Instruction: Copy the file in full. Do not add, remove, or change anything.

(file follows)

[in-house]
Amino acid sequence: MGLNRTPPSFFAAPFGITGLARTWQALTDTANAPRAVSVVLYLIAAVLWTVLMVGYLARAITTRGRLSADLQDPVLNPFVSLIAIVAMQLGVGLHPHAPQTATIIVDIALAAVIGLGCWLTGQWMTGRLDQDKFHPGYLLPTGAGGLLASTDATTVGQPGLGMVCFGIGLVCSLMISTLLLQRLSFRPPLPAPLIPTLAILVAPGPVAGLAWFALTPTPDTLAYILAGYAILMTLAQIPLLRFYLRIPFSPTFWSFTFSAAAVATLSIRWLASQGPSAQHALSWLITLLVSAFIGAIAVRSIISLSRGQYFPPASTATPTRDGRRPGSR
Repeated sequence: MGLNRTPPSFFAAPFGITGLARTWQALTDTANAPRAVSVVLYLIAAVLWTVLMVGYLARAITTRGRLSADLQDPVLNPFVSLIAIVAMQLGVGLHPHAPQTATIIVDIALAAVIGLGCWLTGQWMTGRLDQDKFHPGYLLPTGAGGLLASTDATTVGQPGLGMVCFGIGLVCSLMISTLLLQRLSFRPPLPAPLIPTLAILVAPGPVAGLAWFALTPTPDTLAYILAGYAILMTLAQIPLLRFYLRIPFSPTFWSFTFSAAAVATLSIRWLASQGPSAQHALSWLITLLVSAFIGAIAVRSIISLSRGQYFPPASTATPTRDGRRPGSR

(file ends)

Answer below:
[in-house]
Amino acid sequence: MGLNRTPPSFFAAPFGITGLARTWQALTDTANAPRAVSVVLYLIAAVLWTVLMVGYLARAITTRGRLSADLQDPVLNPFVSLIAIVAMQLGVGLHPHAPQTATIIVDIALAAVIGLGCWLTGQWMTGRLDQDKFHPGYLLPTGAGGLLASTDATTVGQPGLGMVCFGIGLVCSLMISTLLLQRLSFRPPLPAPLIPTLAILVAPGPVAGLAWFALTPTPDTLAYILAGYAILMTLAQIPLLRFYLRIPFSPTFWSFTFSAAAVATLSIRWLASQGPSAQHALSWLITLLVSAFIGAIAVRSIISLSRGQYFPPASTATPTRDGRRPGSR
Repeated sequence: MGLNRTPPSFFAAPFGITGLARTWQALTDTANAPRAVSVVLYLIAAVLWTVLMVGYLARAITTRGRLSADLQDPVLNPFVSLIAIVAMQLGVGLHPHAPQTATIIVDIALAAVIGLGCWLTGQWMTGRLDQDKFHPGYLLPTGAGGLLASTDATTVGQPGLGMVCFGIGLVCSLMISTLLLQRLSFRPPLPAPLIPTLAILVAPGPVAGLAWFALTPTPDTLAYILAGYAILMTLAQIPLLRFYLRIPFSPTFWSFTFSAAAVATLSIRWLASQGPSAQHALSWLITLLVSAFIGAIAVRSIISLSRGQYFPPASTATPTRDGRRPGSR